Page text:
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ATSU-ASHS professor published study on the use of standardized tests of motor function in children with disabilities

A.T. Still University-Arizona School of Health Sciences (ATSU-ASHS) professor Deanne Fay, PT, DPT, 07, PhD, was first author on a study published in the Pediatric Physical Therapy Journal on the use of standardized tests of motor function in children with disabilities. The study addressed what assessment tools physical therapists are using, why they choose certain tools, what challenges they face in administering standardized tests, and what modifications, if any, they make when administering the tests.

“When it came to selecting an assessment tool, the top reasons were the child’s ability to complete it and the time to administer it,” says Dr. Fay. “The challenges all became related to the child being able to keep their attention on the task and the behavior issues with it.”

“That fed right into the fact that a very large percentage of the therapists are in fact using modifications or alterations when they administer the standardized test,” she adds.

According to Dr. Fay, some of these modifications include altering the instructions, adding demonstrations, using gestures, and allowing extra trials.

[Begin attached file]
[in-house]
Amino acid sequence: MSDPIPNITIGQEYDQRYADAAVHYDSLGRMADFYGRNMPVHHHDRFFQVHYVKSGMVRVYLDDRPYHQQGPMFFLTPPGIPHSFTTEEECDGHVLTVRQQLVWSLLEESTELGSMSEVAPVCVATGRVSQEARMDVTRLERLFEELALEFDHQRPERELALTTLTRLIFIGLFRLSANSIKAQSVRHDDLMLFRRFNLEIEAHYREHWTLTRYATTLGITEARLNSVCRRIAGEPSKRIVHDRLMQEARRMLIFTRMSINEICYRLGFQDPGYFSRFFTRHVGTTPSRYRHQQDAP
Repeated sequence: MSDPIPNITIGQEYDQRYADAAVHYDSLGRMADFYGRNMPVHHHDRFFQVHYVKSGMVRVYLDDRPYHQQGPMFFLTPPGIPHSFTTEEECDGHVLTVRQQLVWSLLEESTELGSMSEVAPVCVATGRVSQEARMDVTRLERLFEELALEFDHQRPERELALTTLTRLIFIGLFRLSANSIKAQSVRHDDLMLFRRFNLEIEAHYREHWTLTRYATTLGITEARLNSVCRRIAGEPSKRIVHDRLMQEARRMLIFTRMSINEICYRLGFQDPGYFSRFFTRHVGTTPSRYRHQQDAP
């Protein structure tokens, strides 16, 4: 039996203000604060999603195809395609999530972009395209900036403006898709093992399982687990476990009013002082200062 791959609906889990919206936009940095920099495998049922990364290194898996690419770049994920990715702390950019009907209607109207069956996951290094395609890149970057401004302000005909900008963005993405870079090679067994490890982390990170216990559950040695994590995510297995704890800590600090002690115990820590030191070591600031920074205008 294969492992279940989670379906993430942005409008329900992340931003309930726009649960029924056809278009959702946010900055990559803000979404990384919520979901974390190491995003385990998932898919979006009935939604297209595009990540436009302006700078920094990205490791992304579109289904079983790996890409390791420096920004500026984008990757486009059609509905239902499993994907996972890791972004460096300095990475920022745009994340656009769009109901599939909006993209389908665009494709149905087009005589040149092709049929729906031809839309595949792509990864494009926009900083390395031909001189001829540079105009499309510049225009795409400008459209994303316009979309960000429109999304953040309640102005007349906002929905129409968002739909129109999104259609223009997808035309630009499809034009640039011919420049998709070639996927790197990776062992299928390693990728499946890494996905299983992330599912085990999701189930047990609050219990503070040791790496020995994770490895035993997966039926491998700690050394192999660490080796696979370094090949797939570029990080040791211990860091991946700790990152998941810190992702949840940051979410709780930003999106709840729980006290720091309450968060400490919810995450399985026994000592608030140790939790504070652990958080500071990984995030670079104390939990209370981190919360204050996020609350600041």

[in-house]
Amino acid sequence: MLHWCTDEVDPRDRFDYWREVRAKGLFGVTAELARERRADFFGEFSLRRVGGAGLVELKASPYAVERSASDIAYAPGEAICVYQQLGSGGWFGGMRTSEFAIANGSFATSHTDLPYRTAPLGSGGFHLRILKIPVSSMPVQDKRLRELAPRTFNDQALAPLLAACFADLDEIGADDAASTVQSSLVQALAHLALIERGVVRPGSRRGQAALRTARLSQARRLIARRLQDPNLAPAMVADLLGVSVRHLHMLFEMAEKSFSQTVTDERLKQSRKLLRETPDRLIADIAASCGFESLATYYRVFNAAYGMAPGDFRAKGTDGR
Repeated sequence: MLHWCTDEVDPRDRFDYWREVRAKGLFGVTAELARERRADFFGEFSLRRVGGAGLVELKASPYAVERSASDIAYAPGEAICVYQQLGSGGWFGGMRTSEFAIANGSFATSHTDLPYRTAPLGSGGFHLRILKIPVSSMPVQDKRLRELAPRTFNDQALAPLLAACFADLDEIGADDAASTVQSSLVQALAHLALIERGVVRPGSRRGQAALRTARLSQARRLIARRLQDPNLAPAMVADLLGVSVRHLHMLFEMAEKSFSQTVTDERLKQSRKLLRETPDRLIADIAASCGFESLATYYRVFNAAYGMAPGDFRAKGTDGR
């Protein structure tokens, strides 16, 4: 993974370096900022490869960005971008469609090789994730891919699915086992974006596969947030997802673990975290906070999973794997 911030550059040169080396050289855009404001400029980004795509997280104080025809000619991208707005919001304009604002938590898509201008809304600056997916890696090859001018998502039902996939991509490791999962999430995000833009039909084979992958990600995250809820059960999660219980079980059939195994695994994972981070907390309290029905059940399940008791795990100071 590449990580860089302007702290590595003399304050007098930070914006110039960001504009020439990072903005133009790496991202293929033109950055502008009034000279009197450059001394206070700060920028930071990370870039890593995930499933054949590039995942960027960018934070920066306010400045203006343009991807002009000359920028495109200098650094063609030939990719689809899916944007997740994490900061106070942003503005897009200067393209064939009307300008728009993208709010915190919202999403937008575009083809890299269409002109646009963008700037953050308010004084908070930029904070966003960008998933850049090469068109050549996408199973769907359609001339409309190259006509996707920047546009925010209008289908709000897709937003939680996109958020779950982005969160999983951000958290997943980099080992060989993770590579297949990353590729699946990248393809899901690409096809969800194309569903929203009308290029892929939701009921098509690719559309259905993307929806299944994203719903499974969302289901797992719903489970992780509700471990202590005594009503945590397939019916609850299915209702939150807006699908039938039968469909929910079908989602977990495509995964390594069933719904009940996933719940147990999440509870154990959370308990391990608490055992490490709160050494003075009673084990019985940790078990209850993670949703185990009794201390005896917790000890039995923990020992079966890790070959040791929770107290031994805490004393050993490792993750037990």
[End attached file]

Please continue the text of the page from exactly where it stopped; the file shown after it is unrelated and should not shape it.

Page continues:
“It’s all to try to get at what they felt like was the child’s true motor ability, but using modifications altered how the test was supposed to be administered,” she says.

Modifications to how exams are administered can affect how data is reported and interpreted. Dr. Fay believes a solution is two-fold.

“We really need to focus on developing assessment tools that meet the demands of this real-world situation,” she says. “On the other hand, with the tests that we have, therapists really need to administer them the way you’re supposed to, and score it that way. If you modify [the test], make that additional data you’re collecting, but don’t compare it back to the normative scores.”

In addition to Dr. Fay, ATSU-ASHS alumnae Elizabeth Brock, PT, DPT, ’14; Samantha Peneton, PT, DPT, ’14; Rebecca Simon, PT, DPT, ’14; Madison Splan, PT, DPT, ’14; Laura Sullivan, DPT, ’14; and Alyce Weiler, PT, DPT, ’14 co-authored the study.

Check out Dr. Fay’s interview with the Pediatric Physical Therapy Journal on YouTube.

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